Murder accused told gardaí it wouldn't do victim's family 'any good to know' what happened

When gardaí put it to Trevor Rowe that what happened to 71-year-old Ann Butler was not "a nice thing", the accused replied: "It's not; it's disgusting, it's horrible, it's inhumane".
Murder accused told gardaí it wouldn't do victim's family 'any good to know' what happened

Alison O'Riordan

A man accused of murdering a pensioner in her own home told gardaí that he could not tell them what had happened, adding that: "It wouldn't do her family any good to know. I can't even close my f**king eyes with the nightmare I see."

Trevor Rowe also told officers that he had made anonymous phone calls to gardaí because he just wanted "the woman found" and was ashamed of what he had done, his Central Criminal Court trial has heard.

When gardaí put it to Trevor Rowe that what happened to 71-year-old Ann Butler was not "a nice thing", the accused replied: "It's not; it's disgusting, it's horrible, it's inhumane".

Mr Rowe (29), with an address at Abbey Street, Kilkenny has pleaded not guilty to murdering 71-year-old Ms Butler at her home at Maudlin Street, Kilkenny on March 20th, 2020.

The trial has heard that Mr Rowe told a detective that he had committed "five other murders", was working for the Kinahan Cartel and received €5,500 "for doing a murder".

I killed a woman. I murdered a woman.

When gardaí called to the defendant's home, the 29-year-old fell to his knees, cried uncontrollably and said: "I killed a woman. I murdered a woman. I slit her throat and stuck a knife in her head".

Last Friday, a garda witness told the trial that Mr Rowe could be seen on CCTV footage walking in the direction of Ms Butler's house on the night she was killed.

Member-in-charge Garda Colm McMenamin testified on Tuesday that Mr Rowe was arrested on suspicion of murdering Ms Butler at 7.38pm on March 25th. The garda told the court that at one stage, while he was sitting on his bunk in the cell and shaking his head, the accused said: "What the f**k have I done, it's only hitting home now".

The next witness, Detective Sergeant Brian Sheeran, told Garrett McCormack BL, prosecuting, that the first interview took place with Mr Rowe in Kilkenny Garda Station on March 26th, when the accused said he "just wanted the woman found".

When gardaí asked the defendant why that was, Mr Rowe said: "Because I wanted the woman found, she is found now, that is good enough for me. I'm happy with that".

Methadone

The defendant said he takes 90 mgs of methadone every day and agreed that it was keeping him away from "the gear" but he would have the "odd slip". "Listen, you don't know what it's like to be sick on drugs," he added.

Mr Rowe said he did not remember being arrested the previous night.

When gardaí put it to him that he had something on his mind, that he had told gardaí what he did and then took gardai to the deceased's house. The accused said: "I don't even remember that, I took you to the house?"

When asked why he had rang 999, the accused said "cause I wanted her found".

Gardaí asked Mr Rowe why he felt the need to do this and he replied "cause I needed to".

"How will it be better for me, I will be sitting behind bars for the rest of my life," said Mr Rowe.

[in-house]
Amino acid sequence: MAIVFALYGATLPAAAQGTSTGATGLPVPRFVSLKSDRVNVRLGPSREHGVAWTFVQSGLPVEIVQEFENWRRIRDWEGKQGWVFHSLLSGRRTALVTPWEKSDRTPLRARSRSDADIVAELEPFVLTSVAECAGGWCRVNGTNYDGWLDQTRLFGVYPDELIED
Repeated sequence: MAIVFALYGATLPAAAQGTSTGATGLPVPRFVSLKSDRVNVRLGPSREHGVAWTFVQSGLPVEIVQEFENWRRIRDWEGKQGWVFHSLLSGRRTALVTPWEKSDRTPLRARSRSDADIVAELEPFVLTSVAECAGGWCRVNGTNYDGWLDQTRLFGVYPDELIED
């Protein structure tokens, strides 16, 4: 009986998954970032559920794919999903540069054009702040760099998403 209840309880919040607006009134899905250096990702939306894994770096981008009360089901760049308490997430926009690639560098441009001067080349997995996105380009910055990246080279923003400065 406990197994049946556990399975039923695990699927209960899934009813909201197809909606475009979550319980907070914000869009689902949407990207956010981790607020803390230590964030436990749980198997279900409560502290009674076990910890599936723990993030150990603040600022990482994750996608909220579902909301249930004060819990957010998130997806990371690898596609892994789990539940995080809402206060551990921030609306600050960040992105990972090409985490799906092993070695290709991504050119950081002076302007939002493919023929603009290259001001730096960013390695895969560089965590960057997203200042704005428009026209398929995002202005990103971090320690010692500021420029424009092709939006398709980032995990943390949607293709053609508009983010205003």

Drunk

Referring to the night of March 20th, Mr Rowe said it was the first time he had drunk in four years. "I took 40 D5's [Diazepam] and cans of Budweiser," he said, adding that he had taken them before the incident on Maudlin Street.

When asked if he knew Ms Butler, the accused said he had never seen her in his life.

"Did you know she was there?" asked gardai. "I didn't," replied the accused.

When asked if there was a reason he "picked on" Ms Butler or did he have a history with her, the defendant nodded "No". He said he had never been in the house before March 20th and would usually never go across "that side" and "stays this side".

At one stage, Mr Rowe said he would put his head through the window if he did not get out of the interview room.

Garda told the accused that Ms Butler's family were entitled to know what happened to her as he had come forward, held his hand out and asked to be heard. "She has closure as she has been found," he replied.

In his second interview on March 26th at 3.24pm, the accused said the drugs affected his memory, that he does "a bit of crack" and he just felt "so bad" for Ms Butler.

When gardaí asked him to tell them the truth of what "went on" in the house, Mr Rowe said: "I can't please". "I can't, I just can't," he continued.

Det Sgt Sheeran agreed with Mr McCormack that the accused had put his head between his knees at this stage and began crying.

Asked if he did anything sexual to Ms Butler, he said "no not like that". "I can't, I can't. I just want you to know that I didn't do anything sexual to her," he insisted.

When asked again what happened in the house, Mr Rowe said: "I can't. It wouldn't do her family any good to know. I can't even close my f**king eyes with the nightmare I see".

Detective Sergeant James O'Brien has told the trial he saw that the body of Ms Butler had lacerations to the neck, an injury to the head and her left ear appeared to be missing when he entered her home.

The jury has also heard that murder accused Mr Rowe told gardai: "I thought it was going to be an easy touch, what have I done."

The trial continues on Wednesday before Ms Justice Karen O'Connor and a jury of seven men and five women.

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